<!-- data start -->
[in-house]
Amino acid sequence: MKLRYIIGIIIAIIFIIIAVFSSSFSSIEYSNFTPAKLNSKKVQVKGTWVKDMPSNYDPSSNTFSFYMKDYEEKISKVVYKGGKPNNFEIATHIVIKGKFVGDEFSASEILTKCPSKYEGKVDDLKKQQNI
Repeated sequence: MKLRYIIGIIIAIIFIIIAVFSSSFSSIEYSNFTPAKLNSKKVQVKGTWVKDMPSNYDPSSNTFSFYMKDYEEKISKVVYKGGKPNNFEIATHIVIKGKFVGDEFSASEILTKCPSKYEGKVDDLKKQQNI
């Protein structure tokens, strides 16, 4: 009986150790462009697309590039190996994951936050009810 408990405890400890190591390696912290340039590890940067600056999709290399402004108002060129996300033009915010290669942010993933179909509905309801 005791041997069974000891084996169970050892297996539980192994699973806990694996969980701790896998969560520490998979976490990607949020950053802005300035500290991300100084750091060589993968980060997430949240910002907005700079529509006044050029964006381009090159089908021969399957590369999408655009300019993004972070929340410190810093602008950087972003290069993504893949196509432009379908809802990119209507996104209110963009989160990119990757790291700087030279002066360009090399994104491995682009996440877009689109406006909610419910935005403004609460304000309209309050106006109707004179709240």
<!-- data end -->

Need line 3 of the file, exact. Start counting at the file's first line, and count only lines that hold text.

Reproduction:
Repeated sequence: MKLRYIIGIIIAIIFIIIAVFSSSFSSIEYSNFTPAKLNSKKVQVKGTWVKDMPSNYDPSSNTFSFYMKDYEEKISKVVYKGGKPNNFEIATHIVIKGKFVGDEFSASEILTKCPSKYEGKVDDLKKQQNI